• constructing compelling arguments based upon quantitative analyzes;
  • reading social science studies with a better appreciation of the basic statistical methods used;
  • writing clearly about the inferences drawn from their analyzes.

Course Features:

The course provides many avenues for analyzing and exploring social data and writing about the findings from those exercises. Ten intensive assignments, weekly review examinations, a final paper, and working in teams create an environment in which the students use data, explore and mold that data, and interpret that data to reach substantive, defensible inferences about the social world. The team learning approached mixed with the individual examinations and assignments should enhance the learning experience. The ten sources of household survey data also provide students will good examples of the power of well designed social surveys for making valid and reliable inferences.

Course Philosophy:

I chose this design to permit students to have "hands-on" learning experiences with social data that reflects real social issues and problems. My teaching style involves challenging the students to work both cooperatively and independently. The course design promotes cooperative learning and problem solving as well as individual success, which the students can measure week by week. The design also creates a safe environment for students to practice communicating their findings to peers and the instructor. I think that sociology/anthropology students, who are often fearful of statistics, can gain confidence quantifying their social world and learn to see the relevance of social data for redressing social problems.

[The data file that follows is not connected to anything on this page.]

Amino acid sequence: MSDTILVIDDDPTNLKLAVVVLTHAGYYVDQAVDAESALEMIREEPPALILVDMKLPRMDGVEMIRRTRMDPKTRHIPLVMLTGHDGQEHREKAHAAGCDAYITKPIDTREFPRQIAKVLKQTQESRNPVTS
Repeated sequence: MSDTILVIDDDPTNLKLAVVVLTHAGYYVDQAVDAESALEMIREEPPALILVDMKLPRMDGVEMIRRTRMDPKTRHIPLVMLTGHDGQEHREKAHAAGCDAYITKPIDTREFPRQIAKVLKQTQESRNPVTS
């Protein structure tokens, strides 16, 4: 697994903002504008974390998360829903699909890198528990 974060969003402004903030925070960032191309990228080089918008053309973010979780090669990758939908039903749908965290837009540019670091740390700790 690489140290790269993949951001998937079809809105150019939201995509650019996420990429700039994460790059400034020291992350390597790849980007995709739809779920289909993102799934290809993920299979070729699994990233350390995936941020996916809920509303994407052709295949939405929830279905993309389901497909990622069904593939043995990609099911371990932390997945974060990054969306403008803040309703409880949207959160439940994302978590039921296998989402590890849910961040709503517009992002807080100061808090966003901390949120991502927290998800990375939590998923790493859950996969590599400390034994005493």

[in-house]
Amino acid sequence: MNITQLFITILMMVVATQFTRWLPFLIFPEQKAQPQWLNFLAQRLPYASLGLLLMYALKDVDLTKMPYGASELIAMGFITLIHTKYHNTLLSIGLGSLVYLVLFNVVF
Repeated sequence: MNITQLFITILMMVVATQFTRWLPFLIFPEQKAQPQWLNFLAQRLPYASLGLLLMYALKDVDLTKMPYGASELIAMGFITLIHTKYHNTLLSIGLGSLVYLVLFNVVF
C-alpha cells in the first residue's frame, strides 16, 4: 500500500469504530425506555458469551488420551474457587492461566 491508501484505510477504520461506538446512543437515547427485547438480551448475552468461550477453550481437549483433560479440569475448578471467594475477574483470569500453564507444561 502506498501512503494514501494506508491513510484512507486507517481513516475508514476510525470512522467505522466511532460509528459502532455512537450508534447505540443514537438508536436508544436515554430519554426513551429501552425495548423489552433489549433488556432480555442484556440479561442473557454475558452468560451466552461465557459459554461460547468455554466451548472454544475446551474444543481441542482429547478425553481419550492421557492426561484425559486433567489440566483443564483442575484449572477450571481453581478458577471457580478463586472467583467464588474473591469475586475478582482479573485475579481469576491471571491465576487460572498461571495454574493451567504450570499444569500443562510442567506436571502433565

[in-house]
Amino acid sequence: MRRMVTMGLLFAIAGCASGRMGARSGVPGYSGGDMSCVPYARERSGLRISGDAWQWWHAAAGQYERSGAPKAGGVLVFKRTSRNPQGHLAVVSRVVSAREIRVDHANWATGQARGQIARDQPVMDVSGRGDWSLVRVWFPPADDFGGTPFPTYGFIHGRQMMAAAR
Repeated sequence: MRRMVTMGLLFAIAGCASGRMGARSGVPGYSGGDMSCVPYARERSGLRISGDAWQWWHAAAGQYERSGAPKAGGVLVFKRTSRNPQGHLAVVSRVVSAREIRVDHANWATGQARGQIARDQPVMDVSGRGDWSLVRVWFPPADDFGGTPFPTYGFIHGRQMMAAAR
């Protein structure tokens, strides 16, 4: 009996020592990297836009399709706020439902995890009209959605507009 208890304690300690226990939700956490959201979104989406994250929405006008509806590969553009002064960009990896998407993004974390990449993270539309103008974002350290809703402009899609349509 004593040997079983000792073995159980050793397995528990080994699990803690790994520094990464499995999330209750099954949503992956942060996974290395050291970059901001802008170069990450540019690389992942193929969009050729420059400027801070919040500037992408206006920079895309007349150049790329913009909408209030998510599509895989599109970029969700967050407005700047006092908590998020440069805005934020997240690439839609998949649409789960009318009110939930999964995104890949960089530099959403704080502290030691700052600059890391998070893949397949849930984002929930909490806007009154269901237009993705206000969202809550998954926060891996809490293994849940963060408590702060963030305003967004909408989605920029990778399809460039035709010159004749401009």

Cumulative knowledge of statistical skills.
Growing dexterity at using statistical software for data management and data analysis.
Improvement and confidence in using the appropriate vocabulary of a quantitative social science research and quantitative reasoning.
Improvement in presenting basis social statistics, including bivariate tables and informative graphs.


Syllabus (Microsoft Word 2007 (.docx) 35kB Jun23 10)

Teaching Materials:

Draft of all assignments (Microsoft Word 2007 (.docx) 23kB Jun23 10)
Description of all social data sets for course (Microsoft Word 2007 (.docx) 37kB Jun23 10)
All class surveys (Microsoft Word 2007 (.docx) 18kB Jun29 10)

References and Notes:

"Statistical Methods for the Social Sciences" Alan Agresti and Barbara Finlay, 2009, 4th Ed., Prentice Hall, NJ.
"A Gentle Introduction to Stata" Alan C. Acock, 2006. Stata Press.
"A Data-Based Approach to Statistics" Iman; 1994; Wadsworth Publishing
"Introduction to the Practice of Statistics" Moore and McCabe; 1993; New York: W.H. Freeman and Company; 2nd Edition
"The Basic Practice of Statistics Moore" 1995; New York: W.H. Freeman and Company
"Statistics" Freedman, Pisani, Purves and Adhikari; 1991; New York: W.W Norton and Company; 2nd Edition
"Applied Statistics: A First Course in Inference" Graybill, Iyer, and Burdick; 1998; Upper Saddle River, NJ: Prentice Hall
The Chicago Guide to Writing about Numbers" Jane E. Miller
"An Introduction to Statistical Methods and Data Analysis" Ott; 1993; Belmont, CA: Duxbury Press; 4th Edition
ASA guidelines for statistical education, See ASA website.